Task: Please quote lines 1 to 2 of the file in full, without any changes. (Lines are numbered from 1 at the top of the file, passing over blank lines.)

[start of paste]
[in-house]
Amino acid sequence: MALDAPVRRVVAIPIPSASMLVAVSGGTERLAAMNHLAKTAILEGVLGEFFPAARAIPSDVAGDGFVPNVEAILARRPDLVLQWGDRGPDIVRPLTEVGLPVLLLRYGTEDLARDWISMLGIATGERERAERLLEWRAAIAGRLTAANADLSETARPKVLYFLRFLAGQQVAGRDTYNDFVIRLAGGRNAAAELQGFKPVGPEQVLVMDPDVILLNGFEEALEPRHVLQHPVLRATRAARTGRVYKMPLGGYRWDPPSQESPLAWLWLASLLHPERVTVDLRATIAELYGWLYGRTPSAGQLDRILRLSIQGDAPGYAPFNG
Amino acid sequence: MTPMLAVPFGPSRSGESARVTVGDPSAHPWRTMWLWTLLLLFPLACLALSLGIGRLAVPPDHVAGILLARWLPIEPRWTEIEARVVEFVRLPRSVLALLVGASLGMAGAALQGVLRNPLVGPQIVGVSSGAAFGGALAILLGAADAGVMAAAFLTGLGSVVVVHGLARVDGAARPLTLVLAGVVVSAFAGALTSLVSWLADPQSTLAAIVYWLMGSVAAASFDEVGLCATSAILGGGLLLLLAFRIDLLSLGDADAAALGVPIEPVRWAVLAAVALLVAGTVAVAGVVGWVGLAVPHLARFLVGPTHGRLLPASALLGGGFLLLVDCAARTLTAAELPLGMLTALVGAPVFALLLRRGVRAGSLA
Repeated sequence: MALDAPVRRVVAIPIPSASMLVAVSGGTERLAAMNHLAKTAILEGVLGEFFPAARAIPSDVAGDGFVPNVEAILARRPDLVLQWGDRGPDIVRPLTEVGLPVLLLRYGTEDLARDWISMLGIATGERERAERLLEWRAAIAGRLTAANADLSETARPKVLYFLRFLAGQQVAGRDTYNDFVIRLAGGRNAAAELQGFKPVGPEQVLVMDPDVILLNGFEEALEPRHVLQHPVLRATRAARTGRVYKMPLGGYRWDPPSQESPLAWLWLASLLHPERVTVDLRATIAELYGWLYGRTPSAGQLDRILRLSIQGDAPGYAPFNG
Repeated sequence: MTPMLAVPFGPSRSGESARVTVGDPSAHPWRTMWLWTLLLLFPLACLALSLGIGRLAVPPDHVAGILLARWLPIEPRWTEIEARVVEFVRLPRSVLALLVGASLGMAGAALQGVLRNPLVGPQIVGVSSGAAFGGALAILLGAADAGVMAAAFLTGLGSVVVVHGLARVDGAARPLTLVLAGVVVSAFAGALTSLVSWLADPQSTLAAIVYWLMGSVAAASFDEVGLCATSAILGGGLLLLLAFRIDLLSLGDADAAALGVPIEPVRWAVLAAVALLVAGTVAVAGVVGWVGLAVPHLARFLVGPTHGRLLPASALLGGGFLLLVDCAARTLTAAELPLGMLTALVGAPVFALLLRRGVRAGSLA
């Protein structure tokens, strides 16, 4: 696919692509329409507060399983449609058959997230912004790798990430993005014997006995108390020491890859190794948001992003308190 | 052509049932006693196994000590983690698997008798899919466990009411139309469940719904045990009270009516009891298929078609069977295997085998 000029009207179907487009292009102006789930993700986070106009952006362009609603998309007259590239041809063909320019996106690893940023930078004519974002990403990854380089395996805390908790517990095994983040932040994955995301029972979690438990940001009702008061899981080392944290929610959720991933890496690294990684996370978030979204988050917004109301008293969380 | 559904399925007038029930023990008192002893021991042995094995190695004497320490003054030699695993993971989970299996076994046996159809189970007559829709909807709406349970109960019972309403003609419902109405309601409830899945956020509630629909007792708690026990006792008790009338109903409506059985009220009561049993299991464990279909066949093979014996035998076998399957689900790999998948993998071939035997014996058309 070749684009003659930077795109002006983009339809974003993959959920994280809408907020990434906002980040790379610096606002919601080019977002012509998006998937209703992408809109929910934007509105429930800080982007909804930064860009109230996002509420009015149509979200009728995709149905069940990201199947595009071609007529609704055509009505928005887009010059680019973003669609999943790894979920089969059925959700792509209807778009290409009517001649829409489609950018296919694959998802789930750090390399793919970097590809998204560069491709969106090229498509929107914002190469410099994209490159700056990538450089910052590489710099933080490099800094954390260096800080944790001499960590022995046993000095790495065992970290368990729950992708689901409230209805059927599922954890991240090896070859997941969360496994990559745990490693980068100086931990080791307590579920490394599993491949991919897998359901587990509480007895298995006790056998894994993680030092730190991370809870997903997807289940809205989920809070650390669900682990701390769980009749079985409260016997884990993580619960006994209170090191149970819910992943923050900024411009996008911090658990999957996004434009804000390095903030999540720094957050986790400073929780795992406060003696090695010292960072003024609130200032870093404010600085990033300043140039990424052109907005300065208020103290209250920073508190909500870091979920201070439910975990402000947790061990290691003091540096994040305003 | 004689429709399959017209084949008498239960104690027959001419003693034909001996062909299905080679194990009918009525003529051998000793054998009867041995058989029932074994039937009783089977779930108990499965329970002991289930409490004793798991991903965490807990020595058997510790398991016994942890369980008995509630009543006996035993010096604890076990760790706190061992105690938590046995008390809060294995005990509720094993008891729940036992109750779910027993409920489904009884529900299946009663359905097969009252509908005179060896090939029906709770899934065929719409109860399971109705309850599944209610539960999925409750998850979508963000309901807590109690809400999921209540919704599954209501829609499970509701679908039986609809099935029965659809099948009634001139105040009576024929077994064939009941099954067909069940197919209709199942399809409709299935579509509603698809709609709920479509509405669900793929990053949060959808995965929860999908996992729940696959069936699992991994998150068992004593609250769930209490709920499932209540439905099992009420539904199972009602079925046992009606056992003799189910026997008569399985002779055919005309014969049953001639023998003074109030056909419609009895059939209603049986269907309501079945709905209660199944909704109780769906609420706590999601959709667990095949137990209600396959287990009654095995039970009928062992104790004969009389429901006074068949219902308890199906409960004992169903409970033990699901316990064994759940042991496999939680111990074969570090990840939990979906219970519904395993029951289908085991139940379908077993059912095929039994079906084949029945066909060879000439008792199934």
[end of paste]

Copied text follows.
[in-house]
Amino acid sequence: MALDAPVRRVVAIPIPSASMLVAVSGGTERLAAMNHLAKTAILEGVLGEFFPAARAIPSDVAGDGFVPNVEAILARRPDLVLQWGDRGPDIVRPLTEVGLPVLLLRYGTEDLARDWISMLGIATGERERAERLLEWRAAIAGRLTAANADLSETARPKVLYFLRFLAGQQVAGRDTYNDFVIRLAGGRNAAAELQGFKPVGPEQVLVMDPDVILLNGFEEALEPRHVLQHPVLRATRAARTGRVYKMPLGGYRWDPPSQESPLAWLWLASLLHPERVTVDLRATIAELYGWLYGRTPSAGQLDRILRLSIQGDAPGYAPFNG